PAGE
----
La Comida Típica de Colombia

It is the perfect dish for a chilly day in the Colombian mountains! I have also enjoyed trying a variety of juices. Colombia is known for its fruits, and I have made a list of juices that I have tried, which I continue to add to. The most common juices are maracuyá (passionfruit), mora (blackberry), lulo (mountain papaya) and guayaba (guava), but as I have traveled to different parts of Colombia, I have tried juices from rainforest plants like cupuacu, cocona, and camu camu.

The most unique dish that I have tried is cuy, or guinea pig, which is a delicacy in Pasto. I tried it once while on a hike with some co-workers, and while I found it interesting, I do not need to try it again. Bready dishes like empanadas and arepas are also common in Colombia. These have been easy foods to buy on the street if I'm feeling peckish and want a simple snack.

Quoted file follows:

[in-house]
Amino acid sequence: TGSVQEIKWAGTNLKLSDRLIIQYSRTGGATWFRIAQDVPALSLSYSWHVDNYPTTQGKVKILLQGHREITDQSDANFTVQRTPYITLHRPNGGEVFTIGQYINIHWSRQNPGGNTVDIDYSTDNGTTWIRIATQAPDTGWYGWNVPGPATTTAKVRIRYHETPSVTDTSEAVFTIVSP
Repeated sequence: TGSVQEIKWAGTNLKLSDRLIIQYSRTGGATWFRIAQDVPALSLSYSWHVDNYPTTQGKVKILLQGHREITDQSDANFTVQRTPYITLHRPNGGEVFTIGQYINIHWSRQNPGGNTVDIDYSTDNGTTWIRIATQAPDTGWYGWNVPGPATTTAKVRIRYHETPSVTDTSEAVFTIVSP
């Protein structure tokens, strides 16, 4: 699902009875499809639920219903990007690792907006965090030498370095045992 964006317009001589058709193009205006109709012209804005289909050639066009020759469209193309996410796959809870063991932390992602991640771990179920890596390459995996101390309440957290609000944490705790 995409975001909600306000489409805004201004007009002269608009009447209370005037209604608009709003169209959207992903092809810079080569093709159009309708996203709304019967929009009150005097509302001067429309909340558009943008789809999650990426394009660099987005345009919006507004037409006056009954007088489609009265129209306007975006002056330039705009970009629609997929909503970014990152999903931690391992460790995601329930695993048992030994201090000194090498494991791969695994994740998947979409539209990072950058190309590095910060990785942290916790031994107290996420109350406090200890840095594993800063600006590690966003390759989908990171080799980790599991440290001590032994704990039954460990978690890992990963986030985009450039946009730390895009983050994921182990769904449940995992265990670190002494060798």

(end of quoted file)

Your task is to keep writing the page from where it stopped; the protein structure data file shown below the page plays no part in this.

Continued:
How did I feel when I tried it?:

Trying cuy was a uniquely southern Colombian experience, and it tasted quite salty. I felt strange eating the cuy, especially because in the United States, we keep guinea pigs as pets!

How is the food prepared?:

Ovens are not common in every Colombian household, so most dishes are prepared on a stove in a pot, a pan or a pressure-cooker. Rice and beans are often accompanied by fried or grilled meat, along with freshly-made juice. Every Colombian household has a strainer (or three) that is used for making juice, and I have found it fascinating to learn about the process.